It’s February, Valentine’s Day is fast approaching, and my website has the word “love” in the title. So I’m *checks, nods* yep, contractually obligated to write about love.
Over the years I’ve assembled quite the library of books, and read a whole heap more. I’ve listened to talks, logged on to webinars, diligently followed courses, and fallen down countless rabbit-holes on Google.
I’m possibly slightly the wiser for it? At the very least, I’m considerably more well-informed.
But through all my travails, one little bit of advice has kept me going.
One little bit of perspective that’s settled my nervous system when it’s all shook-up like a can of fizzy pop. It’s stuck on my wall, scribbled onto a dog-eared once-blue post-it note.
The wisdom this scrap of paper contains has been shared over the years with every friend or acquaintance who’s ever expressed difficulty with love or relationship. It’s given me solace on countless occasions, too.
So with no more ado I present its contents;
1. Relationships are uncomfortable, and that’s OK
2. Thinking that they SHOULD be comfortable is what makes them uncomfortable
3. Meeting the discomfort together IS love
4. There is a way to work with it all
Disarmingly simple, huh?
(Just the compassion and acceptance held first line alone, “relationships are uncomfortable, and that’s OK” has helped me SO MUCH.)
I jotted these four lines down several years ago when American meditation teacher Susan Piver gave her first online workshop on what she’d discovered as the “four noble truths of love”; a way of applying Buddhism’s Four Noble Truths – the truth of suffering, its cause, its cessation and the path to no suffering – to the challenge of relationships.
Since then she’s published The Four Noble Truths of Love: Buddhist Wisdom for Modern Relationships which, I’m not going to lie, is a favourite in my aforementioned library.
Why? Well, two things stand out for me.
The first is having such an accessible, pragmatic and yet spiritually-grounded how-to guide for the messy, oft-ignored BEING in relationship (as opposed to FINDING, of which the self-help bookshelves already groan with bounty).
She writes from the perspective of someone who’s been married for over 20 years and has the scars to prove it; the “after the honeymoon and OH CRAP I thought our life together was going to happen seamlessly and IT ISN’T” bit.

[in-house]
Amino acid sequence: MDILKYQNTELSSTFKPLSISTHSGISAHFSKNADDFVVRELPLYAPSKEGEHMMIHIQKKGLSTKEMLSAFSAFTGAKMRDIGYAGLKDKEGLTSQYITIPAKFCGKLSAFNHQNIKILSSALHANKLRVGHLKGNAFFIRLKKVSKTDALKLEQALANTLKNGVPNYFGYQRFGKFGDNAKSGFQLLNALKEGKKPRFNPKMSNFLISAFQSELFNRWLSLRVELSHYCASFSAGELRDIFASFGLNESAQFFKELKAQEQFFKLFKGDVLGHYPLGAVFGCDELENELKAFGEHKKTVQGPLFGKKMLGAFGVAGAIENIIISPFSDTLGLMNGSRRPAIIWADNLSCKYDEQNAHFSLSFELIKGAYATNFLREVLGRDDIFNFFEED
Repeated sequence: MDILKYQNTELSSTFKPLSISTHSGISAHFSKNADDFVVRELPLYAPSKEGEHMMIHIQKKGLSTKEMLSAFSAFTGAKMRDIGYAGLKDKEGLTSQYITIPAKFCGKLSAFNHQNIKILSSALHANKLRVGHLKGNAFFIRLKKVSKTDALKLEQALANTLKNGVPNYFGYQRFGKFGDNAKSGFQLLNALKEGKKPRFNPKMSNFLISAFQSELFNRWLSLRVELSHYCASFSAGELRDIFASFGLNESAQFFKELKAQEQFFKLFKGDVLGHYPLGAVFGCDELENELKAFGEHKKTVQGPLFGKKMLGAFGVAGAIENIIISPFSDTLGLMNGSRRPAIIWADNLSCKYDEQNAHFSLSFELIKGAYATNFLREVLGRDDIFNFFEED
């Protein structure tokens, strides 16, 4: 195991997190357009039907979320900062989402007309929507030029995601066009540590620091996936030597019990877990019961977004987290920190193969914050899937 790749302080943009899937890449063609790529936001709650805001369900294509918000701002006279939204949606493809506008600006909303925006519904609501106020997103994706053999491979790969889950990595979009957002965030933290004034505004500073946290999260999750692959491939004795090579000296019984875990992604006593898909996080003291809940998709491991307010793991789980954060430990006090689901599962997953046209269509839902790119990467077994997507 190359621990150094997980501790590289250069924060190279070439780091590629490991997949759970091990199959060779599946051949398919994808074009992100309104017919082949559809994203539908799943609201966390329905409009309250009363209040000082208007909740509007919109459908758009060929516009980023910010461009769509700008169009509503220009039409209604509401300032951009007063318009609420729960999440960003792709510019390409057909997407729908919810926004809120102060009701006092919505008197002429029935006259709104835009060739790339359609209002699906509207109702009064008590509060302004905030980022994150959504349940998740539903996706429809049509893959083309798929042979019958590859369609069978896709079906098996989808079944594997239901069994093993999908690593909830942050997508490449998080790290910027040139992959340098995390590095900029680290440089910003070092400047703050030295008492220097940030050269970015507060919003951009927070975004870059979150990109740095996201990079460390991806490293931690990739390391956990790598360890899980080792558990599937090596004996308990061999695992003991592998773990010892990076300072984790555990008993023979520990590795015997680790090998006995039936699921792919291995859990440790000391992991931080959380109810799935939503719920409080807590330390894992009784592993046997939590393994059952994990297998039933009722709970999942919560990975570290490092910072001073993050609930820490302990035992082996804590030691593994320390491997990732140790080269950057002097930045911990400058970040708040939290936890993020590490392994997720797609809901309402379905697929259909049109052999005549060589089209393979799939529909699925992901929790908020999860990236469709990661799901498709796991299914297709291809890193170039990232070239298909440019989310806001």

I love the practical way she’s brought the Eight-Fold path into being in relationship, how simple practises can create a “strong container”, and the simple shift in perspective the four noble truths offer.
As a big fan of the Enneagram I’m also delighted by how she’s included it here to reveal how people can have such a different focus of attention depending on their type, their instinctual biases, and the psychological bias of responding to threat by moving towards it, against it or away.
(You’ll understand the importance of the latter if you’ve ever argued with someone.)
Whether you’re a Buddhist or not, it’s an illuminating perspective on how to engage with others generally – and with a long-term partner specifically.
The second thing that stands out is Susan herself. In the manner of my other favourite teachers and authors, Brené Brown and Tara Brach, she is unstinting in her honesty about how she shares what she herself needs to learn. Because let me tell you; I wasn’t joking about the scars bit earlier. Why did she apply her decades of Buddhist practice to her marriage? Because it was too painful NOT to.
It’s like a chat with a warm, wise, and witty friend – the one who, just like you, struggles with balancing breathing space with being close, with loving and not-loving, and with the pain and delight of illusion falling away. Suddenly, you’re not alone.
To quote Zen poet John Tarrant, as Susan does in the book; “Attention is the most basic form of love. Through it we bless and are blessed.”
And who doesn’t want to bless their relationships with some deftly applied love?